now and then to his head, cause us thoroughly to understand each other ; and he knows every single rebel in the island by
-name and face, and has just been selecting the captains, colonels, and secretaries out of an immense gang of prisoners just come in here, whom I shall have shot to-morrow morning." Now either these bloody measures were due to a comparatively legitimate panic in which case the danger must have been fearful, and the -rebellion therefore one exciting universal enthusiasm among the black population, and then, we think, it will be pretty
clear that the system of government must be both improved and
strengthened ; or, as is pretty clear, they were beyond what the circumstances justified, and taken in the violent passion of caste- -hatred and revenge for the outrages committed by the negroes, and in that case there can be little doubt that justice demands a thorough investigation. The calamity is great in any case. But we may trust that it will force upon us the consideration of -measures not only likely to prevent its recurrence, but to remedy evils that have now for thirty years been chronic.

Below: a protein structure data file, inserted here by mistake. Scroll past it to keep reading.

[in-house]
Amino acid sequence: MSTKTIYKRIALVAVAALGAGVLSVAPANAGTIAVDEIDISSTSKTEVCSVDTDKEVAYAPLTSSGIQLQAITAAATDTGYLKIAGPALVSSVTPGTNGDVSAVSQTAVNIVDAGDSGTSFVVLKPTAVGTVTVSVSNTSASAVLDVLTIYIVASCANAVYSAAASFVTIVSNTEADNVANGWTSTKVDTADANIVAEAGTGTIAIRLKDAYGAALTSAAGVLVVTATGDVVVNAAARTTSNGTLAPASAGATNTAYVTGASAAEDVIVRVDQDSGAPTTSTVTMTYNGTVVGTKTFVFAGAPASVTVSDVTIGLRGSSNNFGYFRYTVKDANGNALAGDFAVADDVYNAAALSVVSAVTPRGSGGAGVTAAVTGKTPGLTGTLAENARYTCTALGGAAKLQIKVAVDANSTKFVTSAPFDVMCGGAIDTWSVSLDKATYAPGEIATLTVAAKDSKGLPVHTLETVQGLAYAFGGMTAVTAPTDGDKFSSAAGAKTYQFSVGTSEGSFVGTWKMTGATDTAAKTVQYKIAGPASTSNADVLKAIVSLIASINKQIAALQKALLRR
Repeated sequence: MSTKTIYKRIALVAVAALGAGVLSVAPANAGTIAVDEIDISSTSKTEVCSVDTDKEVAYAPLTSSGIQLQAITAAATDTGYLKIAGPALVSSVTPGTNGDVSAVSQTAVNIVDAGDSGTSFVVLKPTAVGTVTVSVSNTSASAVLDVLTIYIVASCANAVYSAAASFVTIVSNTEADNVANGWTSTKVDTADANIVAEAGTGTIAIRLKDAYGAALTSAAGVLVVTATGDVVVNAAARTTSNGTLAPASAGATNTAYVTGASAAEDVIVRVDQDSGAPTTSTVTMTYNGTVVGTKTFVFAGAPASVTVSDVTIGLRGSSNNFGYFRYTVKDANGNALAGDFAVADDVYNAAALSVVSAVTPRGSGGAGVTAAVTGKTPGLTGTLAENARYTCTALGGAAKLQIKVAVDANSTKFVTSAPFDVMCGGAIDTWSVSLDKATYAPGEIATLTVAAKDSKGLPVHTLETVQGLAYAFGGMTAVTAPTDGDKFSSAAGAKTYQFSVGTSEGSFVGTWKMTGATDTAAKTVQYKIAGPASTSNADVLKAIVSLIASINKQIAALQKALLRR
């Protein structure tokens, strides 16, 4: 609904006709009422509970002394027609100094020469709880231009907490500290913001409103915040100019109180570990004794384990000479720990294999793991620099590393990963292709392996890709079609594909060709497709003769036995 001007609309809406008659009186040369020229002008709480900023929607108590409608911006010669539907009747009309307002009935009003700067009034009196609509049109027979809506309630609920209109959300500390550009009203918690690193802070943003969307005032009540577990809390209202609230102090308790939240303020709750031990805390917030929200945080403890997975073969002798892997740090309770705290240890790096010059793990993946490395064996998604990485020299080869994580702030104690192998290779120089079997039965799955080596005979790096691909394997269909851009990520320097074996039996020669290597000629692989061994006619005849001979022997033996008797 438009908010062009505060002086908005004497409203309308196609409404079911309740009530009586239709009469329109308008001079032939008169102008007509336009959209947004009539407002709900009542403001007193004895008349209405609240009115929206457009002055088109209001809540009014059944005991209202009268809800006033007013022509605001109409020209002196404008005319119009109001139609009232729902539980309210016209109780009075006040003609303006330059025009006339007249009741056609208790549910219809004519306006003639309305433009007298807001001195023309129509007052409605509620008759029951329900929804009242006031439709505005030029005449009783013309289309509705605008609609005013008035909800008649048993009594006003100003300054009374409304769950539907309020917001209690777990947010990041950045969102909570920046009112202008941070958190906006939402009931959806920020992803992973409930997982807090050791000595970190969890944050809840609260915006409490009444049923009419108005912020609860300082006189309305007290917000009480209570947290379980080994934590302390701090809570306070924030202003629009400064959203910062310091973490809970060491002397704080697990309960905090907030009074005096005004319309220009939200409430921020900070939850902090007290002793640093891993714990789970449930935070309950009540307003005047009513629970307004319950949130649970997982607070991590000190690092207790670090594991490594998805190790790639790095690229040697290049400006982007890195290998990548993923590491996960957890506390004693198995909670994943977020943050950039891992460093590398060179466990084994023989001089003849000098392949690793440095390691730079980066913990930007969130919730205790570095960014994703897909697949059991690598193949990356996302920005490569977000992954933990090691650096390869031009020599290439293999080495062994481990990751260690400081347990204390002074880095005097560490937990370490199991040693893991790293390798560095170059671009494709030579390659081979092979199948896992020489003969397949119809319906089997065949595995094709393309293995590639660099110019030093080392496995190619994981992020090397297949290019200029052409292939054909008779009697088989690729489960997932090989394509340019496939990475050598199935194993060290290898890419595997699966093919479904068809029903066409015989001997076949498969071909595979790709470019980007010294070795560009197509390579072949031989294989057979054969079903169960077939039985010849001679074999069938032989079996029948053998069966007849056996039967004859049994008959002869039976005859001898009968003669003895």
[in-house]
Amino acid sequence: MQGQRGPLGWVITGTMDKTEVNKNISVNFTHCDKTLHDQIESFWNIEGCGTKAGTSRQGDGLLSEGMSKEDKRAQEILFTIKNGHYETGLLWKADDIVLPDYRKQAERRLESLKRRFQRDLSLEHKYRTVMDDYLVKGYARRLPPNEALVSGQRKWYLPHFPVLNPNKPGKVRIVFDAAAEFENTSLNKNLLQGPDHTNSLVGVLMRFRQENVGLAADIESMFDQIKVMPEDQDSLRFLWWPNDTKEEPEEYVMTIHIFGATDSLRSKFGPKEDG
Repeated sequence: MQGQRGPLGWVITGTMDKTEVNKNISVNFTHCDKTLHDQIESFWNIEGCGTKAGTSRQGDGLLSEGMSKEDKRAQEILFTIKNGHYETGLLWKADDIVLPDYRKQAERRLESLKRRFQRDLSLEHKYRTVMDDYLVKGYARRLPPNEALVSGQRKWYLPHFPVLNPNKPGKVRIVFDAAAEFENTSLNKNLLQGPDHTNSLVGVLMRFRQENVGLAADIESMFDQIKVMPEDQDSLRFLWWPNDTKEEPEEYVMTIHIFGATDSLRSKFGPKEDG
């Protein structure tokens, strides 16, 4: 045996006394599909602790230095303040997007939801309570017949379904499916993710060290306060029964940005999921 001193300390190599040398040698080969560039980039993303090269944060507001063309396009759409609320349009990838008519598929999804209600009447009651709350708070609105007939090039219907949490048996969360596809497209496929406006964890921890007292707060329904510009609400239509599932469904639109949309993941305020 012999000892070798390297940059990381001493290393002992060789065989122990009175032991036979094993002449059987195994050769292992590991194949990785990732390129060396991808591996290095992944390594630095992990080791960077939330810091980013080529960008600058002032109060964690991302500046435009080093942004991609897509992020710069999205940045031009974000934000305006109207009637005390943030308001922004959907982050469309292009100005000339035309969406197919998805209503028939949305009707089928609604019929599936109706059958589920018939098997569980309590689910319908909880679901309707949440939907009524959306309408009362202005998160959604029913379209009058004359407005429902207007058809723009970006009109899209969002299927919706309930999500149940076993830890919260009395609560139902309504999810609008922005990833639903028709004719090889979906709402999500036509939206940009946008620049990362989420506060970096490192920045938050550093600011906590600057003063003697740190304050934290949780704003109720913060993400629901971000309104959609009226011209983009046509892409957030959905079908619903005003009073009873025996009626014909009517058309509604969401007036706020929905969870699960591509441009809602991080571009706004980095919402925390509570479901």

The imperfect information which we even now possess con- firms, so far as it goes, our view of last week, that the insurrection is due to no external source, but is, in the last instance at least, the result of a long drought, producing excessive poverty, -terribly aggravated by excessive taxation, and co-operating with a very bad administration of justice to inspire the large negro -population with a sense of wrong. No doubt, too, these com-
bustible elements were kindled into a a flame in the last instance by the publication of the Governer's inquiries for